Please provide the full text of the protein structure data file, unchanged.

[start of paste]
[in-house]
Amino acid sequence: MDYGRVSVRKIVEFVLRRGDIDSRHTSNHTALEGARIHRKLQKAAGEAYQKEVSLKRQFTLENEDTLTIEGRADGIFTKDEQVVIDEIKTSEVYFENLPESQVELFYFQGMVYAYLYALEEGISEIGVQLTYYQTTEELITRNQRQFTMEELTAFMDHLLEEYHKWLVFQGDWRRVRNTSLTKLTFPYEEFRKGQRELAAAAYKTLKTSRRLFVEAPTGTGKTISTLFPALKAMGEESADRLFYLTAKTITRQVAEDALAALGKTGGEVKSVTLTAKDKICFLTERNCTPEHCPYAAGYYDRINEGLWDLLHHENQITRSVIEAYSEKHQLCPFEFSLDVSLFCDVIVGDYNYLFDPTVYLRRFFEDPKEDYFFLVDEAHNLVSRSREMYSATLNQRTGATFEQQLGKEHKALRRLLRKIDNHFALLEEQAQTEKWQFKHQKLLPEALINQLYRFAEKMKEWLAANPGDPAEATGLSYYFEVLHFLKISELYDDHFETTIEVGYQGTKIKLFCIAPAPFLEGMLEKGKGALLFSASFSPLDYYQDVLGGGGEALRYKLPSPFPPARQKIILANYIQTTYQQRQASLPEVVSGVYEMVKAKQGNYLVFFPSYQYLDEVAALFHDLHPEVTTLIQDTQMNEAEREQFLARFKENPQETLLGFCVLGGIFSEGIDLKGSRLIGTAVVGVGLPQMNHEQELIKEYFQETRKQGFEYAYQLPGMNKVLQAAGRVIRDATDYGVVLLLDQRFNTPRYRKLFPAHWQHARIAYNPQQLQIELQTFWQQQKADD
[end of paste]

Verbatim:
[in-house]
Amino acid sequence: MDYGRVSVRKIVEFVLRRGDIDSRHTSNHTALEGARIHRKLQKAAGEAYQKEVSLKRQFTLENEDTLTIEGRADGIFTKDEQVVIDEIKTSEVYFENLPESQVELFYFQGMVYAYLYALEEGISEIGVQLTYYQTTEELITRNQRQFTMEELTAFMDHLLEEYHKWLVFQGDWRRVRNTSLTKLTFPYEEFRKGQRELAAAAYKTLKTSRRLFVEAPTGTGKTISTLFPALKAMGEESADRLFYLTAKTITRQVAEDALAALGKTGGEVKSVTLTAKDKICFLTERNCTPEHCPYAAGYYDRINEGLWDLLHHENQITRSVIEAYSEKHQLCPFEFSLDVSLFCDVIVGDYNYLFDPTVYLRRFFEDPKEDYFFLVDEAHNLVSRSREMYSATLNQRTGATFEQQLGKEHKALRRLLRKIDNHFALLEEQAQTEKWQFKHQKLLPEALINQLYRFAEKMKEWLAANPGDPAEATGLSYYFEVLHFLKISELYDDHFETTIEVGYQGTKIKLFCIAPAPFLEGMLEKGKGALLFSASFSPLDYYQDVLGGGGEALRYKLPSPFPPARQKIILANYIQTTYQQRQASLPEVVSGVYEMVKAKQGNYLVFFPSYQYLDEVAALFHDLHPEVTTLIQDTQMNEAEREQFLARFKENPQETLLGFCVLGGIFSEGIDLKGSRLIGTAVVGVGLPQMNHEQELIKEYFQETRKQGFEYAYQLPGMNKVLQAAGRVIRDATDYGVVLLLDQRFNTPRYRKLFPAHWQHARIAYNPQQLQIELQTFWQQQKADD